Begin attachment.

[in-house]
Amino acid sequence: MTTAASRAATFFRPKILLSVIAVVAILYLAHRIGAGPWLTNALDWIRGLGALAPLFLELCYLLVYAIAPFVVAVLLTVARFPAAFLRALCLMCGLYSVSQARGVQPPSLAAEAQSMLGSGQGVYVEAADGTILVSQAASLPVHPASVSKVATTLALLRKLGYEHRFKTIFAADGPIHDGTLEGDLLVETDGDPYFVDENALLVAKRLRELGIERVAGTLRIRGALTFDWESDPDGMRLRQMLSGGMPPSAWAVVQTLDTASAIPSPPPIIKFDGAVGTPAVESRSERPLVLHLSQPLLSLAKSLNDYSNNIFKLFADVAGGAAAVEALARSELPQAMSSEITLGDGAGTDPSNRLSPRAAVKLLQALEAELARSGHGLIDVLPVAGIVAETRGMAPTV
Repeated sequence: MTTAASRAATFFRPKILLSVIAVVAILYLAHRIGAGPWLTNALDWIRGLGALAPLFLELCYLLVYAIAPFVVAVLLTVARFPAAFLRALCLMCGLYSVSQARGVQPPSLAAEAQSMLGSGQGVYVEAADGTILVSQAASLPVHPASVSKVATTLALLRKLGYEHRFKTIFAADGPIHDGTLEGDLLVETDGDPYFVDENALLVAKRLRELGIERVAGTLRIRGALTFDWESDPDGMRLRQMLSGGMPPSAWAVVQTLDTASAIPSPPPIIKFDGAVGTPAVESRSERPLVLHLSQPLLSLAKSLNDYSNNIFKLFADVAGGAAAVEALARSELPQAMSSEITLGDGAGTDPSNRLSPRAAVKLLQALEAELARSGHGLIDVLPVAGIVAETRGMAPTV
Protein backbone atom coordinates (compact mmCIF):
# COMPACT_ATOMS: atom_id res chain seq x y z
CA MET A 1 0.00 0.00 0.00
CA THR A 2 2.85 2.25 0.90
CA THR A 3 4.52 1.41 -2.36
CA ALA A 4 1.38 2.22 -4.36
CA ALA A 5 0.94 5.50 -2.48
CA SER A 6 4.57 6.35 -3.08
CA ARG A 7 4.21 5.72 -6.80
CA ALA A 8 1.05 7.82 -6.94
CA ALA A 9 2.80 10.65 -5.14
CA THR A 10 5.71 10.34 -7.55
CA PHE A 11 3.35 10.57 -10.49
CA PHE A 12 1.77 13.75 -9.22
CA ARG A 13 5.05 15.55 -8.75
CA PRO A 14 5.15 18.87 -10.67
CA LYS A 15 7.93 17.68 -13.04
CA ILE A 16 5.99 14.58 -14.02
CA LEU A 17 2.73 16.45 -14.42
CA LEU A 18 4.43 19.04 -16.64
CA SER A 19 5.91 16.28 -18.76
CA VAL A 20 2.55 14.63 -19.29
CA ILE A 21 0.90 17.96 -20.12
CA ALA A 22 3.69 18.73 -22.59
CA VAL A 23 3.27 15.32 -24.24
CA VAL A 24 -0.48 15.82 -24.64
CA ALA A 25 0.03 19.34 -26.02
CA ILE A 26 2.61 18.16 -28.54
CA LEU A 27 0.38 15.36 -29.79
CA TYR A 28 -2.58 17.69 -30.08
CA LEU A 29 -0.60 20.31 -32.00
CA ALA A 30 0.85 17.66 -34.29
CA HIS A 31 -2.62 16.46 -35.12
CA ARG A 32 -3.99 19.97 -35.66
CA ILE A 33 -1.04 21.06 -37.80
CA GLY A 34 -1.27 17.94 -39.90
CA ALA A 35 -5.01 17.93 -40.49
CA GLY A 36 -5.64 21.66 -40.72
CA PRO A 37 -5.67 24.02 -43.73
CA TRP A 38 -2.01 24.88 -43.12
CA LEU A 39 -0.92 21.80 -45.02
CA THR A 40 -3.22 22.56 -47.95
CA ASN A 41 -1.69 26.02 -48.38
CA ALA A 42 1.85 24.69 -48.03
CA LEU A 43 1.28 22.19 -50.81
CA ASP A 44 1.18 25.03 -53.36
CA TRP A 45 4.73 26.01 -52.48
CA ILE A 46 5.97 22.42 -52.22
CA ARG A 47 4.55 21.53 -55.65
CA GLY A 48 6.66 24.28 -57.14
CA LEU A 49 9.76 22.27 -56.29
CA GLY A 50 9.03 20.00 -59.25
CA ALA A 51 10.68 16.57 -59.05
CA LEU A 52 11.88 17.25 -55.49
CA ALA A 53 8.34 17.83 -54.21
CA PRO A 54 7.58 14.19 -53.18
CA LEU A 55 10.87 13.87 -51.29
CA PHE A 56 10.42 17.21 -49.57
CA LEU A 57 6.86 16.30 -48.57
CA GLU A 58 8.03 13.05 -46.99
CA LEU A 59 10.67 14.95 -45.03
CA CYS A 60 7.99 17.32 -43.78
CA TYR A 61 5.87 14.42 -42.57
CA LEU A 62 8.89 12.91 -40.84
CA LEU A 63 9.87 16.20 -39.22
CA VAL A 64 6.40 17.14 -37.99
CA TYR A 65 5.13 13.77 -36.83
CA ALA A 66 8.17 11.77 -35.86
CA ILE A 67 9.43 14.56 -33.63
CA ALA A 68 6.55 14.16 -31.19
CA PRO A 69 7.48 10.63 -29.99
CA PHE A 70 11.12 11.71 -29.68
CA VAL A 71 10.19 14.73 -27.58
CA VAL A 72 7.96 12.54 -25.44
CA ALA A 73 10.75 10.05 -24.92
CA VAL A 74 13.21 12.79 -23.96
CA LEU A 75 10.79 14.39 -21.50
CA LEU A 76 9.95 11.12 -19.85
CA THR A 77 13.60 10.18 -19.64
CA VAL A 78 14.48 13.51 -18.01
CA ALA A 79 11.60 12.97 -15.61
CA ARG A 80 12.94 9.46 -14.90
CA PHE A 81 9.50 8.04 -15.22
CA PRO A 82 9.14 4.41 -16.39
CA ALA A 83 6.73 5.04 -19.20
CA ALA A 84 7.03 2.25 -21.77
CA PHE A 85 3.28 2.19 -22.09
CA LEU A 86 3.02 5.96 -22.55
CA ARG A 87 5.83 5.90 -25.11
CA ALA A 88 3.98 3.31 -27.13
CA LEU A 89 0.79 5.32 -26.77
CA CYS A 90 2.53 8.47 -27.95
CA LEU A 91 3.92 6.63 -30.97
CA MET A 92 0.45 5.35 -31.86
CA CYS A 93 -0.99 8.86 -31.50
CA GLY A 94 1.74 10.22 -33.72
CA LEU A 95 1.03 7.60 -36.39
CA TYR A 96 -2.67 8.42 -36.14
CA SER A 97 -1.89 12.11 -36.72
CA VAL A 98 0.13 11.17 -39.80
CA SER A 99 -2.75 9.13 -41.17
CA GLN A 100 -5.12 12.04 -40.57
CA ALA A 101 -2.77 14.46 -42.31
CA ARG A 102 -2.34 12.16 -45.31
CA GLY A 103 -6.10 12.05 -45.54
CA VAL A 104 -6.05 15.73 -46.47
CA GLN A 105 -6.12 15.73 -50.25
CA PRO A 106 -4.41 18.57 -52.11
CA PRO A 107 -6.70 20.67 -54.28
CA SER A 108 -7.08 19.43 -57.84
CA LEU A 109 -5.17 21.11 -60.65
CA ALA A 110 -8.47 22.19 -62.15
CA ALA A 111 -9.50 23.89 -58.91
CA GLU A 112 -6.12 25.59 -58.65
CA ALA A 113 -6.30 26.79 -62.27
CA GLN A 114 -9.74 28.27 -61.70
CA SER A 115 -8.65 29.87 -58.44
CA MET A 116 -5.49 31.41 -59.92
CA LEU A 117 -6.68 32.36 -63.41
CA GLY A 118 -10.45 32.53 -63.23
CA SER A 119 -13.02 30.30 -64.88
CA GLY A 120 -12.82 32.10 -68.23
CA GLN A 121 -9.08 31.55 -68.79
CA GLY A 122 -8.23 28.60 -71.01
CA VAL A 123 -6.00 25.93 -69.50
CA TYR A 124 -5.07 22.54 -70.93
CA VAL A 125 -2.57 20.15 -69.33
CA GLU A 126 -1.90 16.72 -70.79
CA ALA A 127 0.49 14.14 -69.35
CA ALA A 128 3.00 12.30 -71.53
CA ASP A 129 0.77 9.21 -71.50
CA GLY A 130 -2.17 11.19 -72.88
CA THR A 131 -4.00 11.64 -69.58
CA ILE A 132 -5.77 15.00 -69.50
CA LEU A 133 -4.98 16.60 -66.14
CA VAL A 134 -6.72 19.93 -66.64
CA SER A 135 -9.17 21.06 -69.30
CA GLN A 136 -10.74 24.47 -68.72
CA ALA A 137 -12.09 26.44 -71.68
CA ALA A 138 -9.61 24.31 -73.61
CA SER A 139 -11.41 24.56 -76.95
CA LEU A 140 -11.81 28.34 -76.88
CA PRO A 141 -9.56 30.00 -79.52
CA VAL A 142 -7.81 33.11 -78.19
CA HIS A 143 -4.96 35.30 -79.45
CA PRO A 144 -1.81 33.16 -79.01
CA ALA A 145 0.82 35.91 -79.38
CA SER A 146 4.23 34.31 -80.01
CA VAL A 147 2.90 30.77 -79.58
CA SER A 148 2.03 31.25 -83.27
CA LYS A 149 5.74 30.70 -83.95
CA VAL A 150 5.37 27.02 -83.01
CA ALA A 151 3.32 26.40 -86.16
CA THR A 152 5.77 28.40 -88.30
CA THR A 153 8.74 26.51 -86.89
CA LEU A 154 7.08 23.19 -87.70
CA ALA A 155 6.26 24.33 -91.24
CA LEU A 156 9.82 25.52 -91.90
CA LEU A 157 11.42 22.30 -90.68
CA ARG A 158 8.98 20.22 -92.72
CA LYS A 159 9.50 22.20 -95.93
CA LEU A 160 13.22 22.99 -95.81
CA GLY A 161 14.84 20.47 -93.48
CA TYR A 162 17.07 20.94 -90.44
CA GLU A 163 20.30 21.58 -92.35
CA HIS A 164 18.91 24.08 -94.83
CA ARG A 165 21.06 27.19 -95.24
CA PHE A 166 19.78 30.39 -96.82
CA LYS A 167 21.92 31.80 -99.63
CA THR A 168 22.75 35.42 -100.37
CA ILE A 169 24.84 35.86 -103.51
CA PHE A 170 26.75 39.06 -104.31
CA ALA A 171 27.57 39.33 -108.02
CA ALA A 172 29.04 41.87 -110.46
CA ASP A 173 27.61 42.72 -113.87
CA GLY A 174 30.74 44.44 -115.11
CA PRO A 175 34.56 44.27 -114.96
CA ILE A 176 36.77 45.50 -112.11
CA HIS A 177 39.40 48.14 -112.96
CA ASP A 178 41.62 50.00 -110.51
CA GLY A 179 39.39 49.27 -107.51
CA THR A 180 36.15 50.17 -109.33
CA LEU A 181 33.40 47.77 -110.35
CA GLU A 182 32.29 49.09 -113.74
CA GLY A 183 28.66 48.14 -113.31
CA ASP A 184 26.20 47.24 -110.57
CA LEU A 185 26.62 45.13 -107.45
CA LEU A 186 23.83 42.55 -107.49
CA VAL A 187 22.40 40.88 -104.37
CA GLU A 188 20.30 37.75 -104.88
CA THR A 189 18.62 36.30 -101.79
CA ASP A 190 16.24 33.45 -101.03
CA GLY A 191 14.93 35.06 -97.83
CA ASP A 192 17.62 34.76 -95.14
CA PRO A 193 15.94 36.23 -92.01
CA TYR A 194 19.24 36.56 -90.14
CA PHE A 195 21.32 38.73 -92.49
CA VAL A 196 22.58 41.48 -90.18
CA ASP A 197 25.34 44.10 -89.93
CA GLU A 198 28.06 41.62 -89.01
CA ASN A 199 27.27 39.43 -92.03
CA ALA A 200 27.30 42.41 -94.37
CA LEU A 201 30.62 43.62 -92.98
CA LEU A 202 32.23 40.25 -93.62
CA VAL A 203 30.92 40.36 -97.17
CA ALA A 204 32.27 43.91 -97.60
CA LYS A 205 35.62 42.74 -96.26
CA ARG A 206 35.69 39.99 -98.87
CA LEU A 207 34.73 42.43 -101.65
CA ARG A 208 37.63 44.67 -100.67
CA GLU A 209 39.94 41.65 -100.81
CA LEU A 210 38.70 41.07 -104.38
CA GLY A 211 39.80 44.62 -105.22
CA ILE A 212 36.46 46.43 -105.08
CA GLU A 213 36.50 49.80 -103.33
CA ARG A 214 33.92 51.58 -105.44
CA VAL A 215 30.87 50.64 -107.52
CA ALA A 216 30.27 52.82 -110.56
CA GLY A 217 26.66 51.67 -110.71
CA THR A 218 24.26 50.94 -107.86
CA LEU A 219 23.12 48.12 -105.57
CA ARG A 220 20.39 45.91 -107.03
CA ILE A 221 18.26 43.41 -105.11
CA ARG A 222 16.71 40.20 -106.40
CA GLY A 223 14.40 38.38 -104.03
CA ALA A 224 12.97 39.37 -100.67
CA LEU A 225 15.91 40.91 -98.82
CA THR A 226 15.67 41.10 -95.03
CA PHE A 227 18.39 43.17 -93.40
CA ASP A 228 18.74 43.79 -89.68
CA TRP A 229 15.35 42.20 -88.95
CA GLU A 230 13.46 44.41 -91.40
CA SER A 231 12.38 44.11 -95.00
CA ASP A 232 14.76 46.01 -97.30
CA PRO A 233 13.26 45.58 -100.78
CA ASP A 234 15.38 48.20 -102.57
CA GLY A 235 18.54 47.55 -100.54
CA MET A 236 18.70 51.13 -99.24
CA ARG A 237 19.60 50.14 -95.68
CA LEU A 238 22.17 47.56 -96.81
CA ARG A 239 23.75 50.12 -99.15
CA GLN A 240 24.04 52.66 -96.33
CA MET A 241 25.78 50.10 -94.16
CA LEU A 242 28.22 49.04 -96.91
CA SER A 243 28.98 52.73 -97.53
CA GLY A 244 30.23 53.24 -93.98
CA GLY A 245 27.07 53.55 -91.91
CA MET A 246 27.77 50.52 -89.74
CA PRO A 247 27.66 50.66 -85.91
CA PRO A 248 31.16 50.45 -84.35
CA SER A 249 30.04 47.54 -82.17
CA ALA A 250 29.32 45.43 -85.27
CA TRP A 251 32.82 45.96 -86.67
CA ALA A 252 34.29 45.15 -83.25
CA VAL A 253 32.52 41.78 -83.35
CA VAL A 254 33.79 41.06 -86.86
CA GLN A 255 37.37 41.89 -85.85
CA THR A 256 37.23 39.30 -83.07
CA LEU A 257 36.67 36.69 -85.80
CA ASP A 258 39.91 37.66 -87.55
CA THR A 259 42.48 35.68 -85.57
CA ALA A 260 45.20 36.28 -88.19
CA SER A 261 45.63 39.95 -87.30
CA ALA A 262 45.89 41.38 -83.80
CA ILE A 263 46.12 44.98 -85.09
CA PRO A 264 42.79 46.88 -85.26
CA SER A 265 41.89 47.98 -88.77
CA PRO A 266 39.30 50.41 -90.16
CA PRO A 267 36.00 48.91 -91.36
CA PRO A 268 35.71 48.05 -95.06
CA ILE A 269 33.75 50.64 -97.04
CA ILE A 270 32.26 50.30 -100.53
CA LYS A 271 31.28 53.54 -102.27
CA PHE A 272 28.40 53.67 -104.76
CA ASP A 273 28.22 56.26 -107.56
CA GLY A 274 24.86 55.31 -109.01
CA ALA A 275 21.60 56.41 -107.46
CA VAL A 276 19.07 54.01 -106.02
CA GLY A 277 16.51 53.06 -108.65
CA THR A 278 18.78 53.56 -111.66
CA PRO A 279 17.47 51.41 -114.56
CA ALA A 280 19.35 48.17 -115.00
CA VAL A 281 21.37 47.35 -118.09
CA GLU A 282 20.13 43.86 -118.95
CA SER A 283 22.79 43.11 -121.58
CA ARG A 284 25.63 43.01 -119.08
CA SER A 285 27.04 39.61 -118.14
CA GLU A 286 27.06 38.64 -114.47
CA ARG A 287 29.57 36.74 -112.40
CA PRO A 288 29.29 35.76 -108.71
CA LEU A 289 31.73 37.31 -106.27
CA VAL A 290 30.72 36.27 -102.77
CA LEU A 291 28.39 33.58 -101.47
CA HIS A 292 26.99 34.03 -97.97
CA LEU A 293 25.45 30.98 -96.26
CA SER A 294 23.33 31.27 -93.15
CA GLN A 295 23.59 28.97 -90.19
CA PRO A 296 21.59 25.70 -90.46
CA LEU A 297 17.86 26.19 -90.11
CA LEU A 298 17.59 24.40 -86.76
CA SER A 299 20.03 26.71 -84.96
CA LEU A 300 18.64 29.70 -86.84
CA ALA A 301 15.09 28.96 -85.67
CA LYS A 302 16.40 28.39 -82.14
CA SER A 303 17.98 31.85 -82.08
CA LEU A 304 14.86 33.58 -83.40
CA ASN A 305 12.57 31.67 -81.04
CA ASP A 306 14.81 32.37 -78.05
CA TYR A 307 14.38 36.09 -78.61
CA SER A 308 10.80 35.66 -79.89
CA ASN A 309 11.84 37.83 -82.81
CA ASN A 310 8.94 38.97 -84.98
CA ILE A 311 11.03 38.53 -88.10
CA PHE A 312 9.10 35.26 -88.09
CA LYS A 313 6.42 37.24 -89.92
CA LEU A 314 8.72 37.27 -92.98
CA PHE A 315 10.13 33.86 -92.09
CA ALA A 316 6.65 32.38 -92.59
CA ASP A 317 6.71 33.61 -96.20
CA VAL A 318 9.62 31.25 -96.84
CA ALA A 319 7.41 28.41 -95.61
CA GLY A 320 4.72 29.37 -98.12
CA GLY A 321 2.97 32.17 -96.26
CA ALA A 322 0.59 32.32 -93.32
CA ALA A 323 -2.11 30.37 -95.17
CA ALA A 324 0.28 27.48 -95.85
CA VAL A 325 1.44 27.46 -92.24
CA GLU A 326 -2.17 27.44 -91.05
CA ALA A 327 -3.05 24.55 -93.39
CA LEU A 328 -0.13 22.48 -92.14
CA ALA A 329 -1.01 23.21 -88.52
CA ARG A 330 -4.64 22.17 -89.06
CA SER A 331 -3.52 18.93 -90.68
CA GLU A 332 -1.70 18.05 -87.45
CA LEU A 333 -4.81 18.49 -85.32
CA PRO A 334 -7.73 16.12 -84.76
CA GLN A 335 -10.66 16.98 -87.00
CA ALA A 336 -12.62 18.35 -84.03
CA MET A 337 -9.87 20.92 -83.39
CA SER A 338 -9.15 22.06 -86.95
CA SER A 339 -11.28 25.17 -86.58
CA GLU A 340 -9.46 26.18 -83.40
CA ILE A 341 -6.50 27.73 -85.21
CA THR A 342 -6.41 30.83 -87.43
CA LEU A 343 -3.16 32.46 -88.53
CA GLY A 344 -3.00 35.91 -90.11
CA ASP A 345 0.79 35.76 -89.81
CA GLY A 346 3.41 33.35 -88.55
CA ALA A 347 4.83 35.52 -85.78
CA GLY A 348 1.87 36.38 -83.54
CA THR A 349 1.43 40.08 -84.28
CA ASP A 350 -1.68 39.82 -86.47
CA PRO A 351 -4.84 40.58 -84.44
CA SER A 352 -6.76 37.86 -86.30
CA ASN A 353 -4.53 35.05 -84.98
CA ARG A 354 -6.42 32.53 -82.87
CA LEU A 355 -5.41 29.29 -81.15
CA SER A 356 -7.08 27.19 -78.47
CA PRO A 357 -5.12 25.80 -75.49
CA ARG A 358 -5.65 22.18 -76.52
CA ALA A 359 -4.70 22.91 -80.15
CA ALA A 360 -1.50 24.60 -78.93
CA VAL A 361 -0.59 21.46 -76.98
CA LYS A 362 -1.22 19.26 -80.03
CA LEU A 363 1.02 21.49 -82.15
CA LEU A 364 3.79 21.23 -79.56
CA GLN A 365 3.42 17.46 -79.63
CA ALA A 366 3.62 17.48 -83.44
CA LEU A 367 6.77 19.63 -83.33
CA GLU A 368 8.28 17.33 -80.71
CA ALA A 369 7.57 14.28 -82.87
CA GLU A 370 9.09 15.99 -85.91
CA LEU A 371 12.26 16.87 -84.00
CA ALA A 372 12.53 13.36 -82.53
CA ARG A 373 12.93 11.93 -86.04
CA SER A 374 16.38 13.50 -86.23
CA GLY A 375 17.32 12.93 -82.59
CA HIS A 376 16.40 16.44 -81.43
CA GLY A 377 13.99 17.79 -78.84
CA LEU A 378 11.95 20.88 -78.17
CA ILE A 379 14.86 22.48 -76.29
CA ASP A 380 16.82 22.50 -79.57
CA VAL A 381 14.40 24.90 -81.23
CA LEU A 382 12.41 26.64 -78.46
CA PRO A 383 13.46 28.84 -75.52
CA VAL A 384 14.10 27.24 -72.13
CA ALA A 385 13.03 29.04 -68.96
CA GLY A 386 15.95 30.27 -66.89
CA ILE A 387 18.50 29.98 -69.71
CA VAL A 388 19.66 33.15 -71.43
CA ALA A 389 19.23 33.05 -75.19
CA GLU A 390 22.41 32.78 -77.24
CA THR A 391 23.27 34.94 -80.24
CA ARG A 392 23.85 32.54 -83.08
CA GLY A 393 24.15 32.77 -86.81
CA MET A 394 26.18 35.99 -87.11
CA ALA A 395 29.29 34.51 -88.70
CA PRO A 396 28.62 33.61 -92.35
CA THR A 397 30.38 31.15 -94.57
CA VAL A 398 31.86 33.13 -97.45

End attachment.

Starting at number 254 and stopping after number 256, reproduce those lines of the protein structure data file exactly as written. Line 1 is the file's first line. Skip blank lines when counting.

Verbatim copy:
CA SER A 249 30.04 47.54 -82.17
CA ALA A 250 29.32 45.43 -85.27
CA TRP A 251 32.82 45.96 -86.67